The distinction between desperation and delusion is a fine one but Justice Heath does a neat job of delineating the two emotional states in his landmark Nathans Finance judgment.
"By this stage," Heath notes on page 154 of the judgment, "the directors actions were closer to blind faith as opposed to hopeless optimism."
This is the judge's considered opinion of the Nathan's board business strategy as at August 6, 2007, when it was pinning its hopes on a sale of VTL (the vending machine software business that represented its major investment) to US firm Bacon Whitney.
"There was no reasonable basis for that view," Heath writes. "There were no realistic prospects of a significant cash injection in the foreseeable future and the structure of the transaction was more likely to benefit the [Bacon Whitney] interests."
Still, you never know. Hope springs eternal, and all that. Please note that for the minutes.
While I thought at the time that the Nathans/VTL offer was a loopy business idea, Heath's 156-page judgment goes beyond my wildest expectations.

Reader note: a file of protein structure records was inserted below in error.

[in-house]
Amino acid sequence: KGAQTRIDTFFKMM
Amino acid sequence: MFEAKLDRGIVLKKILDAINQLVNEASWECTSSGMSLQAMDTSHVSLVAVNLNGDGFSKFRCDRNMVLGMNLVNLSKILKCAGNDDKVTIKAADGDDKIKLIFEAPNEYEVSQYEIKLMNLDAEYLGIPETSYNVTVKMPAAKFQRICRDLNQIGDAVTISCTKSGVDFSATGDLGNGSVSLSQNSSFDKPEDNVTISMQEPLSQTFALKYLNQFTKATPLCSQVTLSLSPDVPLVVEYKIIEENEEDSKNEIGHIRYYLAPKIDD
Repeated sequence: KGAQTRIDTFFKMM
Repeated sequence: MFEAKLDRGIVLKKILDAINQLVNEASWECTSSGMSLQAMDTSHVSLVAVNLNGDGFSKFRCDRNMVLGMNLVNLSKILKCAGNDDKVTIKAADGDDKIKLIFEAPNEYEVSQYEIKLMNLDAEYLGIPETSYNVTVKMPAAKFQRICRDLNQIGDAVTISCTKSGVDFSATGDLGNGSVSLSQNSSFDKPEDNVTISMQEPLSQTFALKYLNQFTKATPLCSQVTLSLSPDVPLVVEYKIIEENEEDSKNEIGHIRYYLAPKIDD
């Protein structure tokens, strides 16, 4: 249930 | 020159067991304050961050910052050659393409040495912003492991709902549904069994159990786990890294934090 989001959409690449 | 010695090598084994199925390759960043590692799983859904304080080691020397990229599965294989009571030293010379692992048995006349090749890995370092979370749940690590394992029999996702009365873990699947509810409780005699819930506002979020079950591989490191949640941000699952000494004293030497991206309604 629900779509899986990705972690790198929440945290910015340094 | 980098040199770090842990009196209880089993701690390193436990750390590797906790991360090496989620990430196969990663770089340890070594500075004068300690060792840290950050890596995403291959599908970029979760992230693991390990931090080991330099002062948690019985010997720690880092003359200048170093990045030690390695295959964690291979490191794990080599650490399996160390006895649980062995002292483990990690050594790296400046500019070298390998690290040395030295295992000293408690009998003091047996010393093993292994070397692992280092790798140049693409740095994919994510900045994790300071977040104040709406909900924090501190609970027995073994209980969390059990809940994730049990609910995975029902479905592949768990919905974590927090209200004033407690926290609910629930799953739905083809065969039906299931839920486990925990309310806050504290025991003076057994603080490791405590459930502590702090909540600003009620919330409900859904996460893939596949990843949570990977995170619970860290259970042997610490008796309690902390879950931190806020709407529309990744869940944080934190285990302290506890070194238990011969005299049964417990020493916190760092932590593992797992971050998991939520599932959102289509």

It details a business virtually dysfunctional from birth, kept alive unnaturally by constant infusions of cash flowing from unwitting Nathan investors to VTL.
Heath's narrative would read as comedy if it didn't end with millions of Nathan investor dollars vended into thin air. By the end almost 80 per cent of Nathan funds were invested in dud loans to VTL - an unbelievable concentration of risk, a dereliction of diversification.
The Financial Markets Authority has "welcomed" the guilty verdict for Nathan directors Donald Young, Kenneth Moses and Mervyn Doolan. I know a lot of other people who welcome it too. Many of them, and let's hope they're not being delusional, are looking forward to a judicious, concentrated sentencing on September 2.